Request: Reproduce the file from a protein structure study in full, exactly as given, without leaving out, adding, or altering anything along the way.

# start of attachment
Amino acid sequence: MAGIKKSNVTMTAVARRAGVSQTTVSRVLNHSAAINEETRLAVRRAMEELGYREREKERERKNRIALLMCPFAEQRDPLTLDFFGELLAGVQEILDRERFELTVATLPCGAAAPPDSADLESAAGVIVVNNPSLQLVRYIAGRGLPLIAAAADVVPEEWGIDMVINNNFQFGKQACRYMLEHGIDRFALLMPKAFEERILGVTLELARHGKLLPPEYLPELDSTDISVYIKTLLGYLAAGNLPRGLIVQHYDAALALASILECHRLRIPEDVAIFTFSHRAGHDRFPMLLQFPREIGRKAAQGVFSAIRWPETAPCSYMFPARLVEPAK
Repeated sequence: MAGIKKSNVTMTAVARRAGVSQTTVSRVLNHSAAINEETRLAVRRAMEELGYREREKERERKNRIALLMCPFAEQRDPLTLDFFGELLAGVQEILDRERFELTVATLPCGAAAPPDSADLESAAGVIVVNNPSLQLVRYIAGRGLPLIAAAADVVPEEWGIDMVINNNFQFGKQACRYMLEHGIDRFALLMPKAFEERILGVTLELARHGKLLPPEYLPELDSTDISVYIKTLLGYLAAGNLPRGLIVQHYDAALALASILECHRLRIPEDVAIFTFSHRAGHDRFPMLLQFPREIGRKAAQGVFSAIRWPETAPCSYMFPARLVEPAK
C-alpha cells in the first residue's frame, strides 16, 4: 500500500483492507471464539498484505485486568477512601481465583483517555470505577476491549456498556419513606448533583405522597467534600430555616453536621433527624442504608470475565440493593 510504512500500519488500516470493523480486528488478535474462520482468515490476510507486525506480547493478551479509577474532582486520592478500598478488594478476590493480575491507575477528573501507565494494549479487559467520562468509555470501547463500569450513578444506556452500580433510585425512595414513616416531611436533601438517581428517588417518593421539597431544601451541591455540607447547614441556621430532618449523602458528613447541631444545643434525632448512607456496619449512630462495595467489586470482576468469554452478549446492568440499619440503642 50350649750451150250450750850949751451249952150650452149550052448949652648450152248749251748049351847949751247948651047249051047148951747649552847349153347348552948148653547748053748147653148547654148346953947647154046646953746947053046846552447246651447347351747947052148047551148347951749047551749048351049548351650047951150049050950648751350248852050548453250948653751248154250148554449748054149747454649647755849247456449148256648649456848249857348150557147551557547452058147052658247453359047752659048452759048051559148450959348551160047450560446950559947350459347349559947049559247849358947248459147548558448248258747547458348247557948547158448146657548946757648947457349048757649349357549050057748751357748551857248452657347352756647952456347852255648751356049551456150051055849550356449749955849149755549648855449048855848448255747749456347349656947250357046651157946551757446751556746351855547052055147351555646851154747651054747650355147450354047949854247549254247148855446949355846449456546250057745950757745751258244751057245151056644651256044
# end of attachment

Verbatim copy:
Amino acid sequence: MAGIKKSNVTMTAVARRAGVSQTTVSRVLNHSAAINEETRLAVRRAMEELGYREREKERERKNRIALLMCPFAEQRDPLTLDFFGELLAGVQEILDRERFELTVATLPCGAAAPPDSADLESAAGVIVVNNPSLQLVRYIAGRGLPLIAAAADVVPEEWGIDMVINNNFQFGKQACRYMLEHGIDRFALLMPKAFEERILGVTLELARHGKLLPPEYLPELDSTDISVYIKTLLGYLAAGNLPRGLIVQHYDAALALASILECHRLRIPEDVAIFTFSHRAGHDRFPMLLQFPREIGRKAAQGVFSAIRWPETAPCSYMFPARLVEPAK
Repeated sequence: MAGIKKSNVTMTAVARRAGVSQTTVSRVLNHSAAINEETRLAVRRAMEELGYREREKERERKNRIALLMCPFAEQRDPLTLDFFGELLAGVQEILDRERFELTVATLPCGAAAPPDSADLESAAGVIVVNNPSLQLVRYIAGRGLPLIAAAADVVPEEWGIDMVINNNFQFGKQACRYMLEHGIDRFALLMPKAFEERILGVTLELARHGKLLPPEYLPELDSTDISVYIKTLLGYLAAGNLPRGLIVQHYDAALALASILECHRLRIPEDVAIFTFSHRAGHDRFPMLLQFPREIGRKAAQGVFSAIRWPETAPCSYMFPARLVEPAK
C-alpha cells in the first residue's frame, strides 16, 4: 500500500483492507471464539498484505485486568477512601481465583483517555470505577476491549456498556419513606448533583405522597467534600430555616453536621433527624442504608470475565440493593 510504512500500519488500516470493523480486528488478535474462520482468515490476510507486525506480547493478551479509577474532582486520592478500598478488594478476590493480575491507575477528573501507565494494549479487559467520562468509555470501547463500569450513578444506556452500580433510585425512595414513616416531611436533601438517581428517588417518593421539597431544601451541591455540607447547614441556621430532618449523602458528613447541631444545643434525632448512607456496619449512630462495595467489586470482576468469554452478549446492568440499619440503642 50350649750451150250450750850949751451249952150650452149550052448949652648450152248749251748049351847949751247948651047249051047148951747649552847349153347348552948148653547748053748147653148547654148346953947647154046646953746947053046846552447246651447347351747947052148047551148347951749047551749048351049548351650047951150049050950648751350248852050548453250948653751248154250148554449748054149747454649647755849247456449148256648649456848249857348150557147551557547452058147052658247453359047752659048452759048051559148450959348551160047450560446950559947350459347349559947049559247849358947248459147548558448248258747547458348247557948547158448146657548946757648947457349048757649349357549050057748751357748551857248452657347352756647952456347852255648751356049551456150051055849550356449749955849149755549648855449048855848448255747749456347349656947250357046651157946551757446751556746351855547052055147351555646851154747651054747650355147450354047949854247549254247148855446949355846449456546250057745950757745751258244751057245151056644651256044